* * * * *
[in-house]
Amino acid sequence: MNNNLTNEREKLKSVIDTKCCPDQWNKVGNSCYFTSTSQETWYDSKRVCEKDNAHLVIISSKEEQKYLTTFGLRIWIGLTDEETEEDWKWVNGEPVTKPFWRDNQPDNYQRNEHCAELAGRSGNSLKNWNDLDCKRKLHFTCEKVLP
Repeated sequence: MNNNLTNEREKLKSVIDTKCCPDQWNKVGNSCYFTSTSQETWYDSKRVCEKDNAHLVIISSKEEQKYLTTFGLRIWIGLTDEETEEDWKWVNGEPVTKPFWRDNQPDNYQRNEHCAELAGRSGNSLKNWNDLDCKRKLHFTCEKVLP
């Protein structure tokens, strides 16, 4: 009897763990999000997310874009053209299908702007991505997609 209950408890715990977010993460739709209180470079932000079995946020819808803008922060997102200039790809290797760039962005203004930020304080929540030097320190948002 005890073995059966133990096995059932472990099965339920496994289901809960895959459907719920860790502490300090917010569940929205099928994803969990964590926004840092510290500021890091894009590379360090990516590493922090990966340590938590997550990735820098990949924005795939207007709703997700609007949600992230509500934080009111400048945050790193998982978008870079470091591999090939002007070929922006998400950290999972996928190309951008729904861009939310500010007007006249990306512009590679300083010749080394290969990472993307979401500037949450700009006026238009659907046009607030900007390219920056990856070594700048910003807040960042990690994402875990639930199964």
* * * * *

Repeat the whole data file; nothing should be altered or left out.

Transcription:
[in-house]
Amino acid sequence: MNNNLTNEREKLKSVIDTKCCPDQWNKVGNSCYFTSTSQETWYDSKRVCEKDNAHLVIISSKEEQKYLTTFGLRIWIGLTDEETEEDWKWVNGEPVTKPFWRDNQPDNYQRNEHCAELAGRSGNSLKNWNDLDCKRKLHFTCEKVLP
Repeated sequence: MNNNLTNEREKLKSVIDTKCCPDQWNKVGNSCYFTSTSQETWYDSKRVCEKDNAHLVIISSKEEQKYLTTFGLRIWIGLTDEETEEDWKWVNGEPVTKPFWRDNQPDNYQRNEHCAELAGRSGNSLKNWNDLDCKRKLHFTCEKVLP
């Protein structure tokens, strides 16, 4: 009897763990999000997310874009053209299908702007991505997609 209950408890715990977010993460739709209180470079932000079995946020819808803008922060997102200039790809290797760039962005203004930020304080929540030097320190948002 005890073995059966133990096995059932472990099965339920496994289901809960895959459907719920860790502490300090917010569940929205099928994803969990964590926004840092510290500021890091894009590379360090990516590493922090990966340590938590997550990735820098990949924005795939207007709703997700609007949600992230509500934080009111400048945050790193998982978008870079470091591999090939002007070929922006998400950290999972996928190309951008729904861009939310500010007007006249990306512009590679300083010749080394290969990472993307979401500037949450700009006026238009659907046009607030900007390219920056990856070594700048910003807040960042990690994402875990639930199964």